Noah Becker's whitehot magazine of contemporary art

Noah Becker on the Color Green

Artist and Whitehot Magazine publisher Noah Becker, Self Portrait in Times Square Subway Station, 2019, shot on iPhone Xs Max
 

By NOAH BECKER September, 2019

In the visible spectrum the color green is the sharpest and dominant wavelength of all colors. It’s evoked by light and creates a harsh pill to swallow due to its abundance in the eye. Green is the hardest color to paint with, however, in some future time it will be the easiest to paint with due to the lack of green and the dominance of greys, (A good portion of green on the planet is burning today, pray for the Amazon). We see more shades of green than any color because of our default library given to us by our ancestors who tested the fields for poisonous or safe greens. Due to the color green being so dominant in our minds we can’t seem to allow a green painting in our homes - it simply does not match the outside. To create a successful painting using primarily the color green, it’s a difficult task.

- Mel Luna

A pallid and thin young man,
A haggard and lank young man,
A greenery-yallery, Grosvenor Gallery,
Foot-in-the-grave young man!

- W.S. Gilbert

It's not easy being green.

- Kermit the Frog

Green in nature is one thing, green in literature another. Nature and letters seem to have a natural antipathy; bring them together and they tear each other to pieces.

- Virginia Woolf, Orlando
 

I’ve walked through European museums full of mediocre green and brown Dutch Master paintings. The pace of my steps increased until I almost jogged past green and brown paintings. Only Rembrandt, Van Gogh, Picasso and Francis Bacon made me stop and look. Why is this the case? I have a few theories...

Money is green, unskilled workers are “green” so to speak, the references to green in our society go on and on. Green is the most difficult color to use in painting, yes. It depends on what kind of painting is being talked about but I’m referring to naturalistic art. Usually it’s a good idea to reduce green paint so it’s not too bright - if it is too bright then it becomes a real bother to the traditional landscape painter. You can add red or brown to green if you wish to reduce it - I've never been much for traditional painting though.

Noah Becker, Figure in Landscape, 48 x 36 inches, 2019

Green as seen in Van Gogh can be very primary and bright, yet has the characteristics of a naturalistic green - the feeling. This to me seems due to Van Gogh’s intense sculptural and formal energy. You can ask yourself why Van Gogh is so much more interesting than other Dutch paintings of a similar era? What I just mentioned may be part of this mystery. It could be a matter of personal taste and one's natural love for one specific color? Some are disgusted by green, others surround themselves with as much green as possible - Elizabeth Sweetheart comes to mind. If green is not the issue, then it’s how painters paint paintings - but I get ahead of myself here.

Elizabeth Sweetheart aka "The Green Granny" photo courtesy of The New York Times.

Green being the color of envy might distract the viewer with other considerations - is it possible to make art with bright green in a landscape? Of course, it’s possible to use green as you wish - but use at your own peril. Green is the hardest color to use and it’s also the weirdest color. I've always thought green was weird, my favorite color is red but I've met many who say green is theirs.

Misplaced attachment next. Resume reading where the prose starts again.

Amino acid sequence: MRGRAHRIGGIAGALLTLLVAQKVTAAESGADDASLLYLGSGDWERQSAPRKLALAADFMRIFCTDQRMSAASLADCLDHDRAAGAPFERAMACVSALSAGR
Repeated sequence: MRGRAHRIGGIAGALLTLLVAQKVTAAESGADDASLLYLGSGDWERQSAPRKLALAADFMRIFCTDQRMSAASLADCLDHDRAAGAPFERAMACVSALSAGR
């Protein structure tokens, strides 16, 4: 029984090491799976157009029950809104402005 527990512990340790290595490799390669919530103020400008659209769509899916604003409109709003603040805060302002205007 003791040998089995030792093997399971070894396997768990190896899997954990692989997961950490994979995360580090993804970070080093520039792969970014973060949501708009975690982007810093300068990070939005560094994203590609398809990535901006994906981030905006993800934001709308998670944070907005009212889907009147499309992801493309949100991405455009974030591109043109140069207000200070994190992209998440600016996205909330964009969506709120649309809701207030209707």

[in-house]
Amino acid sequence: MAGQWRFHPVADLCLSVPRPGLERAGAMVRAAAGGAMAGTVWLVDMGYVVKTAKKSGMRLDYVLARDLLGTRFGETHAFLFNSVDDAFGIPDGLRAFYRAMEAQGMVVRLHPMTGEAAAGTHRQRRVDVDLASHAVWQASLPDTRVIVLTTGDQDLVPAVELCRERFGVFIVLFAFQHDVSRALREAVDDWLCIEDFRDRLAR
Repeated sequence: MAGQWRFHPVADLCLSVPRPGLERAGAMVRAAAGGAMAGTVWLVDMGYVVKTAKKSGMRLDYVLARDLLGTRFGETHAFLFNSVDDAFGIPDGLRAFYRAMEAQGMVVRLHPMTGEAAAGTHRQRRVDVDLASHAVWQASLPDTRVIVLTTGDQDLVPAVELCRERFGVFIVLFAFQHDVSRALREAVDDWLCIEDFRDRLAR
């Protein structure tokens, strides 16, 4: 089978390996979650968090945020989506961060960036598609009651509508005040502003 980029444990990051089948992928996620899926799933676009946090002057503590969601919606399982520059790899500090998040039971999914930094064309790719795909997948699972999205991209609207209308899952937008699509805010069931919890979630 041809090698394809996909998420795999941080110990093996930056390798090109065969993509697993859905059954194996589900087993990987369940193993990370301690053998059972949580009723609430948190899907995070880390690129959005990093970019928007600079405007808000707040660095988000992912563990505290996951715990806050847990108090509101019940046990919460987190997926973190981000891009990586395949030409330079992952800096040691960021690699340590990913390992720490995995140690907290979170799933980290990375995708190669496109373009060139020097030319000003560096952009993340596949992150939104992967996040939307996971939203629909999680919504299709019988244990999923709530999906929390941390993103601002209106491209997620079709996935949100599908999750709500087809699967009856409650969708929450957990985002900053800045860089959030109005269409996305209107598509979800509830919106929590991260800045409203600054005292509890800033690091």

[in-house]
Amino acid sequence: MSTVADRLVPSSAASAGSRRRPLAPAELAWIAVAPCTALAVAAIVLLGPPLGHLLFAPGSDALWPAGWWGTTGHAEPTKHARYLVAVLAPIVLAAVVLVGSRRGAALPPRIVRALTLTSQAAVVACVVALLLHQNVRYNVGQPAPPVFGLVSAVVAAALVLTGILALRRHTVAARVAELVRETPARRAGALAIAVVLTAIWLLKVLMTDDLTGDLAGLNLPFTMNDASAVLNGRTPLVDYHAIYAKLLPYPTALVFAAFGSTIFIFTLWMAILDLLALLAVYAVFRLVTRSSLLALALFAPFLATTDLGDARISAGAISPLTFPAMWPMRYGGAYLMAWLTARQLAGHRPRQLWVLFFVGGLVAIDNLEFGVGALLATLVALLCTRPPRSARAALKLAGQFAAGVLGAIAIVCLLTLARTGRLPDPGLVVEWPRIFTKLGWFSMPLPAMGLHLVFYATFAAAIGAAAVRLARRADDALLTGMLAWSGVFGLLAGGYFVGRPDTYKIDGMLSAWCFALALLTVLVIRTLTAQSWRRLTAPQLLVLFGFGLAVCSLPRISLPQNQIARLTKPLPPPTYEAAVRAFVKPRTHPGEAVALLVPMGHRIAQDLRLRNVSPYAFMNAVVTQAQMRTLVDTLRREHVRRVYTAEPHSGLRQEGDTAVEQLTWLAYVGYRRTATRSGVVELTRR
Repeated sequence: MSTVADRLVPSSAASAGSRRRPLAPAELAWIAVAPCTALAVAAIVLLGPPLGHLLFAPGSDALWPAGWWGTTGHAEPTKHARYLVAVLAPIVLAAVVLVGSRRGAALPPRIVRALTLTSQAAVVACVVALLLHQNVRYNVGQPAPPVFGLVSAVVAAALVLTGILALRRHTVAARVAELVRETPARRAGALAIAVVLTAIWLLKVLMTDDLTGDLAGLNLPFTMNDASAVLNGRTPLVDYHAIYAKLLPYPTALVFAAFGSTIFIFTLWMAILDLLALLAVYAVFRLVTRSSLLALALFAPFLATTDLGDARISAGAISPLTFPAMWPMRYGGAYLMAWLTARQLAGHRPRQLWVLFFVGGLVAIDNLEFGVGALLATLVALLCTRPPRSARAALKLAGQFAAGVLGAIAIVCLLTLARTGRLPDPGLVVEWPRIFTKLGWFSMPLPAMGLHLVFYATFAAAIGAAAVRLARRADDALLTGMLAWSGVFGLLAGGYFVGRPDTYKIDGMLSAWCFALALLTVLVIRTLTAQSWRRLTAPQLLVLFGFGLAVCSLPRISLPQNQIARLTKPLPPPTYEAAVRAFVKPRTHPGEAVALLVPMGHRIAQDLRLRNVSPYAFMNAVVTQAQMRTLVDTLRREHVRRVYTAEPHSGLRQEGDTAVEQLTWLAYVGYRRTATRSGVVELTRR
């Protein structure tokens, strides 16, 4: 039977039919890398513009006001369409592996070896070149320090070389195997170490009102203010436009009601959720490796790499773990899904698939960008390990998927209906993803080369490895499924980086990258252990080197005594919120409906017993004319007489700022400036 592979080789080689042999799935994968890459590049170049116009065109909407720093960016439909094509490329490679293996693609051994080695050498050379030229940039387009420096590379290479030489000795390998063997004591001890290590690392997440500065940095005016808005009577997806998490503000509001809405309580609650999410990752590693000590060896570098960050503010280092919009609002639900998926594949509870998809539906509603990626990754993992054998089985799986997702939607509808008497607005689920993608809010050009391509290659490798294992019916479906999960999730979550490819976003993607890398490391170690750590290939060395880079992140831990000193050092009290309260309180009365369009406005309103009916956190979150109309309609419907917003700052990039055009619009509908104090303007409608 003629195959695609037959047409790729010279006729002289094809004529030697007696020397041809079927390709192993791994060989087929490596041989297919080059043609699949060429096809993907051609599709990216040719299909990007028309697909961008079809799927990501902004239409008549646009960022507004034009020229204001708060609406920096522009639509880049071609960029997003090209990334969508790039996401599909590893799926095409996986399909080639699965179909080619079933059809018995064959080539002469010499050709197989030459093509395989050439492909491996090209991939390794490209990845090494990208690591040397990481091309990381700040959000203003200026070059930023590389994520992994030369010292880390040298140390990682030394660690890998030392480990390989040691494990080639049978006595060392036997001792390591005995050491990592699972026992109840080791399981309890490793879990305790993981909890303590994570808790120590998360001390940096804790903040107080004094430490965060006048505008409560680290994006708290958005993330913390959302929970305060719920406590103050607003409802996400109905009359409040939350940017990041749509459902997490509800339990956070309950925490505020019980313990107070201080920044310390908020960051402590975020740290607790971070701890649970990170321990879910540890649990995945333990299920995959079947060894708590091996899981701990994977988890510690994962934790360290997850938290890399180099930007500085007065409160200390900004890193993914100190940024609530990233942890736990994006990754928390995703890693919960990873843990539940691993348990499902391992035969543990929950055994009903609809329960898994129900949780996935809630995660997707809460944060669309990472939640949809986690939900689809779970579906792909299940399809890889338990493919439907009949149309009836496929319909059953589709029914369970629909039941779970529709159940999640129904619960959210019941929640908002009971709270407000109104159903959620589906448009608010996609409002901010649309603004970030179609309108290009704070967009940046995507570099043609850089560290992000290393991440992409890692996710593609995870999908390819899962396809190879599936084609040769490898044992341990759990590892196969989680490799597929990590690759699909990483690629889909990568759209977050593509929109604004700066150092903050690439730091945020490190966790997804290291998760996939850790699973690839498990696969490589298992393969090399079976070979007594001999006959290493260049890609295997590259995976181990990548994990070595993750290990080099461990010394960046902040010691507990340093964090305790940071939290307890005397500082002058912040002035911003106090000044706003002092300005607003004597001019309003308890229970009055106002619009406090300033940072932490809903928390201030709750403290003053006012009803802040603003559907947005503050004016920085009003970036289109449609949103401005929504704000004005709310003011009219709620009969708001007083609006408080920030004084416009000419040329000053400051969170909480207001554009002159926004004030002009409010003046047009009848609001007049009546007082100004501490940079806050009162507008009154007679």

Freedom with green aside, let’s think about how many bad greenish landscape paintings have been made throughout history. Once we consider how pedestrian most landscape art is, how can we focus our efforts towards making a painting that employs green but is not another mediocre piece of art? This gets very difficult if you add contemporary art thinking to the mix - especially for the mediocre artist.

Unless I’m looking at Van Gogh, most green paintings make me nauseous. It’s not the color green but it’s the idea of nature as nature that makes me kind of sick - the terror of the sublime perhaps? The common artist’s fetish with realism, the conservative nature of the realist art enthusiast - yuck. When I say this, I’m thinking about the higher aspects of perception that hopefully any high level artist develops. All artists are not created equal only some are good and an even smaller number are great - it’s not a yoga class.

Vincent van Gogh, Les Vessenots in Auvers (detail), 1890. Oil on canvas. Museo Nacional Thyssen-Bornemisza, Madrid.

So then we think about all the artists who ever tried to use green and think about their failings and triumphs. Not very many artists use green successfully is the sad truth. I’ve been in a green phase because my recent paintings have landscapes in them. It’s not so much about the landscape as is it about a living container to hold the elements of what I’m painting.

I could go for a drink at Tavern on the Green and talk about Morris Louis. Or talk about Ellsworth Kelly and his window motif, or Ellsworth Kelly's leaf drawings - but that's another article.

As we know, Kelly Green is a color but also the surname of a person - interesting right? WM

 

Noah Becker

Noah Becker shows his paintings internationally. A visual artist, saxophonist and the publisher and founding editor of Whitehot Magazine, Becker has also written freelance articles for many other major magazines. Becker's writing has appeared in The Guardian, VICE, Garage, Art in America, Interview Magazine, Canadian Art and the Huffington Post. He has also written texts for major artist monographs published by Rizzoli and Hatje Cantz. Becker directed the New York art documentary New York is Now (2010) viewable on Youtube. 

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